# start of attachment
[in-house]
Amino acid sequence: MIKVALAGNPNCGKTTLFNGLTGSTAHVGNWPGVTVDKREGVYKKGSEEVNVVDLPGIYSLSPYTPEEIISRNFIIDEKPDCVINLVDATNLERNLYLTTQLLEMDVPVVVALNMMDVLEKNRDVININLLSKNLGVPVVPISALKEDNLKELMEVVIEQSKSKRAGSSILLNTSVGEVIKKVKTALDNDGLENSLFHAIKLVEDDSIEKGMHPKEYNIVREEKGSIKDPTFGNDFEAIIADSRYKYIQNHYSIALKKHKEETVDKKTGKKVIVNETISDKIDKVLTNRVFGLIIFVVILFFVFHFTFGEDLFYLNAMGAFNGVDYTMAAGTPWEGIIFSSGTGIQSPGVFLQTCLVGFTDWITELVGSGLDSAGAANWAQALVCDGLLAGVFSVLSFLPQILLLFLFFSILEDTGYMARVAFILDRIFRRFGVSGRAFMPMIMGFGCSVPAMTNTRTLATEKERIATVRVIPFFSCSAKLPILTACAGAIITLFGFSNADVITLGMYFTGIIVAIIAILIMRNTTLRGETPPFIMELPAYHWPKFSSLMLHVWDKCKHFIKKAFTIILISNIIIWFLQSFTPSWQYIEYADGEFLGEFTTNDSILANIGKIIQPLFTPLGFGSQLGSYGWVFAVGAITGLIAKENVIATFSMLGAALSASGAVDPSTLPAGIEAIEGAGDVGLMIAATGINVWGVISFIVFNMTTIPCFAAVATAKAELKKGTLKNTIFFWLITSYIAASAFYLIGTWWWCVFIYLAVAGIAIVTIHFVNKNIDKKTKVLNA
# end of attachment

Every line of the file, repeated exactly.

[in-house]
Amino acid sequence: MIKVALAGNPNCGKTTLFNGLTGSTAHVGNWPGVTVDKREGVYKKGSEEVNVVDLPGIYSLSPYTPEEIISRNFIIDEKPDCVINLVDATNLERNLYLTTQLLEMDVPVVVALNMMDVLEKNRDVININLLSKNLGVPVVPISALKEDNLKELMEVVIEQSKSKRAGSSILLNTSVGEVIKKVKTALDNDGLENSLFHAIKLVEDDSIEKGMHPKEYNIVREEKGSIKDPTFGNDFEAIIADSRYKYIQNHYSIALKKHKEETVDKKTGKKVIVNETISDKIDKVLTNRVFGLIIFVVILFFVFHFTFGEDLFYLNAMGAFNGVDYTMAAGTPWEGIIFSSGTGIQSPGVFLQTCLVGFTDWITELVGSGLDSAGAANWAQALVCDGLLAGVFSVLSFLPQILLLFLFFSILEDTGYMARVAFILDRIFRRFGVSGRAFMPMIMGFGCSVPAMTNTRTLATEKERIATVRVIPFFSCSAKLPILTACAGAIITLFGFSNADVITLGMYFTGIIVAIIAILIMRNTTLRGETPPFIMELPAYHWPKFSSLMLHVWDKCKHFIKKAFTIILISNIIIWFLQSFTPSWQYIEYADGEFLGEFTTNDSILANIGKIIQPLFTPLGFGSQLGSYGWVFAVGAITGLIAKENVIATFSMLGAALSASGAVDPSTLPAGIEAIEGAGDVGLMIAATGINVWGVISFIVFNMTTIPCFAAVATAKAELKKGTLKNTIFFWLITSYIAASAFYLIGTWWWCVFIYLAVAGIAIVTIHFVNKNIDKKTKVLNA